IDEAS home Printed from https://ideas.repec.org/
MyIDEAS: Login to save this article or follow this journal

Public Finance And Individual Preferences Over Globalization Strategies

  • GORDON H. HANSON
  • KENNETH SCHEVE
  • MATTHEW J. SLAUGHTER

Do preferences toward globalization strategies vary across public-finance regimes? In this paper, we use data on individual preferences toward immigration and trade policy to examine how pre-tax and post-tax cleavages differ across globalization strategies and state fiscal jurisdictions. High exposure to immigrant fiscal pressures reduces support for freer immigration among U.S. natives, especially the more skilled. The magnitude of this post-tax fiscal cleavage is comparable to the pre-tax labor-market effects of skill itself. There is no public-finance variation in opinion over trade policy, consistent with U.S. trade policy having negligible fiscal-policy impacts. Public finance thus appears to shape opinions toward globalization strategies. Copyright 2007 Blackwell Publishing Ltd..

If you experience problems downloading a file, check if you have the proper application to view it first. In case of further problems read the IDEAS help page. Note that these files are not on the IDEAS site. Please be patient as the files may be large.

File URL: http://www.blackwell-synergy.com/doi/abs/10.1111/j.1468-0343.2007.00300.x
File Function: link to full text
Download Restriction: Access to full text is restricted to subscribers.

As the access to this document is restricted, you may want to look for a different version under "Related research" (further below) or search for a different version of it.

Article provided by Wiley Blackwell in its journal Economics & Politics.

Volume (Year): 19 (2007)
Issue (Month): 1 (03)
Pages: 1-33

as
in new window

Handle: RePEc:bla:ecopol:v:19:y:2007:i:1:p:1-33
Contact details of provider: Web page: http://www.blackwellpublishing.com/journal.asp?ref=0954-1985

Order Information: Web: http://www.blackwellpublishing.com/subs.asp?ref=0954-1985

References listed on IDEAS
Please report citation or reference errors to , or , if you are the registered author of the cited work, log in to your RePEc Author Service profile, click on "citations" and make appropriate adjustments.:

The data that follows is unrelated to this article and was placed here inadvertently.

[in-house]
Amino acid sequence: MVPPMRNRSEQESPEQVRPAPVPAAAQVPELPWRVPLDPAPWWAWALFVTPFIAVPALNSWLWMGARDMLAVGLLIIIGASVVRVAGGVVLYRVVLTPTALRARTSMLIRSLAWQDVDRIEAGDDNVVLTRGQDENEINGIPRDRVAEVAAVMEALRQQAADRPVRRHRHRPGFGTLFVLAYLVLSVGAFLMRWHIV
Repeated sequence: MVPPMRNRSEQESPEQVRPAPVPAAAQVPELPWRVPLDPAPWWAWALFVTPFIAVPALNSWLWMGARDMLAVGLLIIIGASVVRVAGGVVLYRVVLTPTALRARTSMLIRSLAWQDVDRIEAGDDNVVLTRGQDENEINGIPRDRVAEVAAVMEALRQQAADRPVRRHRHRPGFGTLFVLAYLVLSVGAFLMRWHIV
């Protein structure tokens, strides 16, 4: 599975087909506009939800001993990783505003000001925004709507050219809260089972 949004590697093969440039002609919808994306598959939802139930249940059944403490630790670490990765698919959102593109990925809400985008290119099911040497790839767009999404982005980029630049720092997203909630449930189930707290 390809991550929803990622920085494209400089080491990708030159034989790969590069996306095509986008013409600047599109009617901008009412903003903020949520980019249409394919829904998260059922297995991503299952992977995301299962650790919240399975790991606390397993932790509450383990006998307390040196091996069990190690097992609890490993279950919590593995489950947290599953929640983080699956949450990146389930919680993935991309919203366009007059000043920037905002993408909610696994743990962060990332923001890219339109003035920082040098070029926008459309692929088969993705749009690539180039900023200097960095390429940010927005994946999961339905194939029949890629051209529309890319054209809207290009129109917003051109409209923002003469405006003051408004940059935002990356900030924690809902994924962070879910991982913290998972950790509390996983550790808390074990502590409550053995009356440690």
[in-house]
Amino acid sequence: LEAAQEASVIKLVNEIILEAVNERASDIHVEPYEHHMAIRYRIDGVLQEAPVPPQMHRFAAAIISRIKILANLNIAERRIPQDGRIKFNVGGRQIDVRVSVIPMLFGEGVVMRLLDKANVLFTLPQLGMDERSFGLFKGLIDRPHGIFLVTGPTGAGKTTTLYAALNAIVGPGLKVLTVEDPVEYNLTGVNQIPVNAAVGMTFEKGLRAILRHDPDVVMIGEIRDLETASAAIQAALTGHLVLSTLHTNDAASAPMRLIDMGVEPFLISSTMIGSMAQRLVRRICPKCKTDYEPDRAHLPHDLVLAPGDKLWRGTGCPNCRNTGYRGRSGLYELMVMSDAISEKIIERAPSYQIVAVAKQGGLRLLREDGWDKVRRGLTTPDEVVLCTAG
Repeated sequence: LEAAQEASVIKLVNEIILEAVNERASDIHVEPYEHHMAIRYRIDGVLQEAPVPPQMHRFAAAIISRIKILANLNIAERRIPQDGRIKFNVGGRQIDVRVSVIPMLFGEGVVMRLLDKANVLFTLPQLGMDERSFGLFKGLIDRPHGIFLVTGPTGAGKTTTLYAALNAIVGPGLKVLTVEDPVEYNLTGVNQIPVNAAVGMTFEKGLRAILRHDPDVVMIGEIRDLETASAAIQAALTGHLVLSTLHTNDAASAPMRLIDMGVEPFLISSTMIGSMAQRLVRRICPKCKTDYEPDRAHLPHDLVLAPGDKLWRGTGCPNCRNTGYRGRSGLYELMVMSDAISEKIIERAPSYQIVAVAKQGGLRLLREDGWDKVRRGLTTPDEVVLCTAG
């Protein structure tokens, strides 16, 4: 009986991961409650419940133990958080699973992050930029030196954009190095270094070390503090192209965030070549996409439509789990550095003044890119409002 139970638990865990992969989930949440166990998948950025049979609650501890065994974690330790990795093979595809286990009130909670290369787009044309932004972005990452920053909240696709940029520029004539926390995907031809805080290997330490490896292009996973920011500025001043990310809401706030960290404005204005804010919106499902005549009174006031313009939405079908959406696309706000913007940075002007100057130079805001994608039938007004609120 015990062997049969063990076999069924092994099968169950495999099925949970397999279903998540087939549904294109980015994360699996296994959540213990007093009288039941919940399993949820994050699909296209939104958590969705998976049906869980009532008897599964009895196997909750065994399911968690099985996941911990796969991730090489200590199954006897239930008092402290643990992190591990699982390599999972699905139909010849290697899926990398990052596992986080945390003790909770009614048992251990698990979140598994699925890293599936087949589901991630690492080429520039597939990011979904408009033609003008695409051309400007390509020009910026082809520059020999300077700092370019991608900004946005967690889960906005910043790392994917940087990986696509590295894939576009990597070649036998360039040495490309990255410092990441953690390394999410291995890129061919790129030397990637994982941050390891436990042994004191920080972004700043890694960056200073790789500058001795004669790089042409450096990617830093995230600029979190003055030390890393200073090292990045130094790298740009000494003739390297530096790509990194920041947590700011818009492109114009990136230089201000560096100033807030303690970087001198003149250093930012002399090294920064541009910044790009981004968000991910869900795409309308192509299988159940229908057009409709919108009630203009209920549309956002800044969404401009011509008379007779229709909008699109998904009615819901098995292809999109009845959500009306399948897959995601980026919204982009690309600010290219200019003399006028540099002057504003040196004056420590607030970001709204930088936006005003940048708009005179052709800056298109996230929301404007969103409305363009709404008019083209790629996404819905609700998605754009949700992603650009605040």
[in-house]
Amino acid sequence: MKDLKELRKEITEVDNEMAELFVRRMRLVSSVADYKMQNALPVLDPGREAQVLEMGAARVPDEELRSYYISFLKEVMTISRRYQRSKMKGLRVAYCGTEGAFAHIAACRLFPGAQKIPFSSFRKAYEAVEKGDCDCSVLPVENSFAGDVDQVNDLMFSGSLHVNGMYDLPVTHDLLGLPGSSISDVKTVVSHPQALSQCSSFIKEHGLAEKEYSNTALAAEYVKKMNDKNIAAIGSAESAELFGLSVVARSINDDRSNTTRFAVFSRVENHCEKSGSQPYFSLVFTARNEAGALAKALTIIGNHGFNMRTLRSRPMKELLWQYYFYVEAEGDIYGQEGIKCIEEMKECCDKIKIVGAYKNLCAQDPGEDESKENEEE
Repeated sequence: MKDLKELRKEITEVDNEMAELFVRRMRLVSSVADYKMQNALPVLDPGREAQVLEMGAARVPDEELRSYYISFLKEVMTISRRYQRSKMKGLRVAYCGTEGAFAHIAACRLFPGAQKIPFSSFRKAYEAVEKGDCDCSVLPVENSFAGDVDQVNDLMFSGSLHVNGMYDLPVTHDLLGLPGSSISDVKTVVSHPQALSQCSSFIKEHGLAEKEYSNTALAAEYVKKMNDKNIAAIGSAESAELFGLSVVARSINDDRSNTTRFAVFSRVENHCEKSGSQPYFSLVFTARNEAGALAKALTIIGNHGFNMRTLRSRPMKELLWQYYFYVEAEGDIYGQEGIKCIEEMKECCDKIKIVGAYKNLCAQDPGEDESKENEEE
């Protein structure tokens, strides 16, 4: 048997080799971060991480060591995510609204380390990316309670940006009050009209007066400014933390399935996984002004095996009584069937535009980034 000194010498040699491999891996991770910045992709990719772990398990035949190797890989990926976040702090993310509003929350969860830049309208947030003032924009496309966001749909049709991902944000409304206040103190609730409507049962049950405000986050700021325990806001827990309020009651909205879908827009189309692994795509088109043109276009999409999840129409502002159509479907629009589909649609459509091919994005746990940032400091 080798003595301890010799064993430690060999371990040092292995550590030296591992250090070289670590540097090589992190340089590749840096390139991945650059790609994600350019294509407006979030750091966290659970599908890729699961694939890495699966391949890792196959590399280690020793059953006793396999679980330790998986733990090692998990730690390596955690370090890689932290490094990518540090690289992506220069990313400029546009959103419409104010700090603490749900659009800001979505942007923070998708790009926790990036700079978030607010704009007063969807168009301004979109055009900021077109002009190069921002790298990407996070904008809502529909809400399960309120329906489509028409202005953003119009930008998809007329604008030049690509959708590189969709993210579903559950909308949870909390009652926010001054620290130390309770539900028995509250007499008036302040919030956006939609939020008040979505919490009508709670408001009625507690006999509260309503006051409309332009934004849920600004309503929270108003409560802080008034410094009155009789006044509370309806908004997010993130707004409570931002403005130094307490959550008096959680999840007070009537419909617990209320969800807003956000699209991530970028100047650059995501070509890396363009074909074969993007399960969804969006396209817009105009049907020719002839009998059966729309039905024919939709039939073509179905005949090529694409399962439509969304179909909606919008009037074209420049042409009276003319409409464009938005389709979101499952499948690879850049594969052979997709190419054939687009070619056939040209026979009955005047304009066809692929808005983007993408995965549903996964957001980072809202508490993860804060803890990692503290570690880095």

as in new window
  1. George J. Borjas, 2003. "Welfare Reform, Labor Supply, and Health Insurance in the Immigrant Population," NBER Working Papers 9781, National Bureau of Economic Research, Inc.
  2. Eugene Beaulieu, 2002. "Factor or Industry Cleavages in Trade Policy? An Empirical Analysis of the Stolper-Samuelson Theorem," Economics and Politics, Wiley Blackwell, vol. 14(2), pages 99-131, 07.
  3. Anna Maria Mayda & Dani Rodrik, 2001. "Why Are Some People (and Countries) More Protectionist Than Others?," NBER Working Papers 8461, National Bureau of Economic Research, Inc.
  4. Dani Rodrik, 1996. "Why Do More Open Economies Have Bigger Governments?," NBER Working Papers 5537, National Bureau of Economic Research, Inc.
  5. David Card, 1997. "Immigrant Inflows, Native Outflows, and the Local Labor Market Impacts of Higher Immigration," NBER Working Papers 5927, National Bureau of Economic Research, Inc.
  6. Lori G. Kletzer & Robert E. Litan, 2001. "A Prescription to Relieve Worker Anxiety," Policy Briefs PB01-02, Peterson Institute for International Economics.
  7. Robert Feenstra & Gordon Hanson, 2001. "Global Production Sharing and Rising Inequality: A Survey of Trade and Wages," NBER Working Papers 8372, National Bureau of Economic Research, Inc.
  8. Hanson, Gordon H. & Slaughter, Matthew J., 2002. "Labor-market adjustment in open economies: Evidence from US states," Journal of International Economics, Elsevier, vol. 57(1), pages 3-29, June.